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Mix with Marissa: Internet killed the radio star

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Photo credit: Zak Magno

When I was back home in Malaysia last summer, I remembered one particular afternoon when my glove box popped open to look for the auxiliary cable. All my car rides were always accompanied by music.

As a child, papa would be snapping and whistling to a jazz station, and I would listen to The Corrs on repeat when mommy ferried me back and forth from track practice to gymnastics.

As I rummaged through the heaping mess, I found a stack of CDs tucked under my registration documents. I held the mirrored discs and couldn’t remember the last time I held a CD in my hand, much less one that was made by a previous significant other.

I held my breath as I popped it into the console, hoping the wear and tear it collected after sitting without a sleeve for God knows how long wouldn’t stop it from working.

Play.

When the first song played (an Anberlin song), I felt a wave of euphoria rush over me. Wow. I haven’t felt that in a while. Suddenly, the raw wounds of a high school breakup were resurfacing.

Do you remember the effort that goes into that perfect mix tape? First, there was the chore of locating the download source. After deciding if you were going to take the legal or illegal route, you had to think about the number of songs you needed to limit yourself to. Let’s talk about the amount of craft glue you put into that cover art too.

Rewind.

Now remember the burning pain you felt after waiting for that ONE song to come on for hours on end. How you triumphantly managed to stop the recording at the exact moment so you could cut off the DJ’s pesky voice — only to realize you’ve recorded over a used cassette tape.

It dawned upon me how intangible music has become. Besieged by other threats like Spotify, iTunes and Pandora, it’s no wonder commercial radio is fighting a losing battle.

With the digitization of everything, Internet radio stations take the liberty of analyzing your musical data to customize your listening experience. This allows us to play what we want, when we want.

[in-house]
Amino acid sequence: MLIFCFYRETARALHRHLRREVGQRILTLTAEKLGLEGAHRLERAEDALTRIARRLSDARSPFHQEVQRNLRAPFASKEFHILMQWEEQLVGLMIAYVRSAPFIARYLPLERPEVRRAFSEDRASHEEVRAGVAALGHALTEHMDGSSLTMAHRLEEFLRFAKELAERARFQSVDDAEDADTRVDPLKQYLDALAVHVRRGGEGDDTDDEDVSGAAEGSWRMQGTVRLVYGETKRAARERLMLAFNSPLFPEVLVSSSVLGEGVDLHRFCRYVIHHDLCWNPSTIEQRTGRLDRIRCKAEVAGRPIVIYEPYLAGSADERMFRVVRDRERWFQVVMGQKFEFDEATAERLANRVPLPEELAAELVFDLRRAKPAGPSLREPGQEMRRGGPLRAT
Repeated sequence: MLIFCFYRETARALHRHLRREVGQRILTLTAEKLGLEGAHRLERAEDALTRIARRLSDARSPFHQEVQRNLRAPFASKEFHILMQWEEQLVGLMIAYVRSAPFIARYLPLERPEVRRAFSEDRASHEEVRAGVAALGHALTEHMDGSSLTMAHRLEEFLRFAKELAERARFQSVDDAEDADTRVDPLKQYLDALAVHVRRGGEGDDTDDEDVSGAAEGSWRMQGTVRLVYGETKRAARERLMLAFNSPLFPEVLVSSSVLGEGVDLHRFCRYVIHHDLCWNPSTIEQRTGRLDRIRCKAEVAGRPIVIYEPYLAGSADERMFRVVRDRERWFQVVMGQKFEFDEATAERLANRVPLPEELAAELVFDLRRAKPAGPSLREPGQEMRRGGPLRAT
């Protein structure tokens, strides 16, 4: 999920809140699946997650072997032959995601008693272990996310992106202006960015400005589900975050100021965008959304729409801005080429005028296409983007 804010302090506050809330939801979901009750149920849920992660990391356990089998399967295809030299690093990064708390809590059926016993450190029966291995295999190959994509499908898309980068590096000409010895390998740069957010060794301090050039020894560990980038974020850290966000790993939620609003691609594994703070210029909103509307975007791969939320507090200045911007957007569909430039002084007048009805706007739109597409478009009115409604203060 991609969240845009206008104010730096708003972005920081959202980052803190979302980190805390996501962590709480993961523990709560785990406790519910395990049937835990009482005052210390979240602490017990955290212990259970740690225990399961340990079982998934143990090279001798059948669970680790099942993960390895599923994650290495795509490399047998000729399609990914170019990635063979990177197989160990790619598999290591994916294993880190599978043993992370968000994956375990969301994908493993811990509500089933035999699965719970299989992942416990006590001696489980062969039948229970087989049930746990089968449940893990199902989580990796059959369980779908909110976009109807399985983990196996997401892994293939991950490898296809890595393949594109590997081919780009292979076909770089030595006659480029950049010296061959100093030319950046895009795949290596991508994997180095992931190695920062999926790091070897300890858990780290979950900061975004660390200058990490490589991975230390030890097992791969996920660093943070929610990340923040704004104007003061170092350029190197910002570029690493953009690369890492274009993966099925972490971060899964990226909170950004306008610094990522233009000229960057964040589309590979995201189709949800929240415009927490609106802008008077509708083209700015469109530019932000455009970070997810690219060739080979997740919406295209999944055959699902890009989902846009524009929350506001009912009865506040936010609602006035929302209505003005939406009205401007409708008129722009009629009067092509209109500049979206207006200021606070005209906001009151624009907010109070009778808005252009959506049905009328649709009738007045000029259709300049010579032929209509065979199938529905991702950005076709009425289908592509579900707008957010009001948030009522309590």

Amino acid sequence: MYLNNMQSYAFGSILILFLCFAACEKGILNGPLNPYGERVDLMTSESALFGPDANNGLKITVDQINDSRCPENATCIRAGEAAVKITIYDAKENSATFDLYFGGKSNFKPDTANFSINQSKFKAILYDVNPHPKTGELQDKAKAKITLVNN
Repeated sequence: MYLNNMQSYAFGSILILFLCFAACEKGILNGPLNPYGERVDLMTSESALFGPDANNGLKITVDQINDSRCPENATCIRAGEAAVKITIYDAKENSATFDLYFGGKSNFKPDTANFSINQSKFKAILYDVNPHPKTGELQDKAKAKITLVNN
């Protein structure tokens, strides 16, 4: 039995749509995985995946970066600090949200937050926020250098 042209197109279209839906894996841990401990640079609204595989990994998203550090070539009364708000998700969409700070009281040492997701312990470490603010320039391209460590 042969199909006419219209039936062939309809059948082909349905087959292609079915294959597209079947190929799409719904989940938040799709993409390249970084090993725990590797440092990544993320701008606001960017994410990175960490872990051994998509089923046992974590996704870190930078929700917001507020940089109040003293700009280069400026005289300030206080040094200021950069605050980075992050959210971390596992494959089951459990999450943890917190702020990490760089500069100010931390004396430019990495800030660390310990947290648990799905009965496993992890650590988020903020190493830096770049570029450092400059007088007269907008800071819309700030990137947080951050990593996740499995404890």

When you listen to the radio, you can’t pick and choose who you want to listen to. And after listening for the fifth time in the last hour to Taylor Swift (bless her) telling you how she’s feelin’ — let’s not even go there right now. Being able to skip means we don’t have to listen to the same song over and over (and over and over again).

Pause.

But has that longing for personalization come with a price? It started off with tape recorders and then CD burners. With the invention of the iPod, music was not only personalized but was now portable too. Music customization was moving up the ladder so fast.

Fast forward.

Gone were the days when we had to intently listen for the announcer to disclose the name and artist of the song. At the click of a button, apps like Shazam figure it out for you.

The change in technology seems to try to dictate the rise and fall of the music industry medium giants.

I don’t think radio is completely dead. It may no longer be used for its primary purpose of listening to music but has continued to transcend the side effects of the technological switch. It’s convenient, free, doesn’t collect your data and grandma knows how to turn it on.

The last song was Lifehouse’s “I’ll Be” sung by Mr. Heartbreak himself. I recognized every bit of the tune, from the gentle background fuzz underneath his singing dotted with his subpar guitar strumming.

Maybe the reason why radio, cassette tapes and CDs will never be truly obsolete is because we cling to the thought of being able to offer some kind of personal connection. Something we continue to neglect as we immerse ourselves in our music.

Stop.

Marissa Iqbal Hakim can be reached at [email protected] or @daenamarissa on Twitter.

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Mix with Marissa: Internet killed the radio star